Herald: Living with the neighbors

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23 Sep 2021 | 5:46 AM HIST

Living with the neighbors

John dayal

The Church in India today finds itself shaken, trying to negotiate its way between competitive political space with Muslims and Hindus in far-flung Kerala, widespread persecution by non-state actors in the northern and central states , its resources restricted by increasingly vindictive state policies, and its institutions, its social face for two centuries, turned towards an uncertain future in many regions.

This is perhaps the time of his greatest challenge since independence, a time to maintain his strength, consolidate his unity and reach out to friends in civil society for their support. Instead, some church leaders find themselves losing allies quickly, even as they make new enemies and widen internal divides in dogma, doctrine, racism, and caste. The struggle of women against patriarchal religious leadership, which has gathered pace in recent years, gives the crisis just that critical momentum to propel it onto the international stage for everyone to see.

The secular image of Kerala is in danger and the history of community peace, if not of genuine friendship, which has marked relations between Christians and their greater Muslim and Hindu neighbors.

Hindus at 54.7% of the population of 3.34 crore, or 1.82 crore at the 2011 census, remain the dominant community in Kerala, followed by Muslims with 26.5% (around 88 lakh) and Christians at 18.3% (61 lakh). The 2021 decennial census has been delayed in Covid lockdowns, but experts say the population could be close to 3.58 crore at a growth rate of around 7.2%. Christians fear their numbers have dropped dramatically, with family sizes dropping from post-independence figures of six or more children per family to three or fewer now.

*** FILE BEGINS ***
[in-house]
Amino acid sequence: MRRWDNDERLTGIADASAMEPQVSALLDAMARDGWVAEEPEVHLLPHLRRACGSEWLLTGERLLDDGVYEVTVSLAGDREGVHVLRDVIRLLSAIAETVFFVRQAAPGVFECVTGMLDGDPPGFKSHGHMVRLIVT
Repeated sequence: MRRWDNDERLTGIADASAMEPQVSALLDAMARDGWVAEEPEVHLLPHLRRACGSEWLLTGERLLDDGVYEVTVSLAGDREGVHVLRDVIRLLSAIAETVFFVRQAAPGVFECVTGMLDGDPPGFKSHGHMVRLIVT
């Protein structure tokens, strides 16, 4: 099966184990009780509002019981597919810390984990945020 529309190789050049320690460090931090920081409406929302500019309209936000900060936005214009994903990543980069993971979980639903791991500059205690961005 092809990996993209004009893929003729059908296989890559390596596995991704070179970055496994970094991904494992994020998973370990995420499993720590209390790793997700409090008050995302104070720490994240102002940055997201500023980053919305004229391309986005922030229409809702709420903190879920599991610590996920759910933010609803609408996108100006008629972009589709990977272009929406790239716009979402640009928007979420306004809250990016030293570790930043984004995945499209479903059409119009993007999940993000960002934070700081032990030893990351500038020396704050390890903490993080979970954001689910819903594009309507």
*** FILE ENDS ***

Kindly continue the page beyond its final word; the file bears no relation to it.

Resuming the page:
No one admits to being Islamophobic, but the Christian caste community finds itself more comfortable with its Hindu neighbors than with Muslims, who before the discovery of oil in West Asia and the employment boom, were less economically well-off. Muslims are also more politically active now, with a presence in the Left Democratic Front led by the CPM, as well as in the congressional coalition.

Christians were a vote bank for Congress until late. A relationship has grown between political leaders who depend on the patronage of the hierarchy for votes, with the promise of safeguarding the interests of the church.

Marxists, who may also have Islamophobia in their ranks, lost the plot in 1958 in their first elected government led by comrade EMS Namboodiripad who angered special interests with his movement against educational institutions belonging to the church. Outrage led to his dismissal by the government of Jawaharlal Nehru in New Delhi.

The church establishment remembers it, even though some people do not. Recent concerns relate to public funds in the form of scholarships and development grants going largely to Muslims. There is some truth to this, as the Marxist government has deviated from national standards by saying that more funds should go to Muslims who were less developed. They retracted, but the damage was done.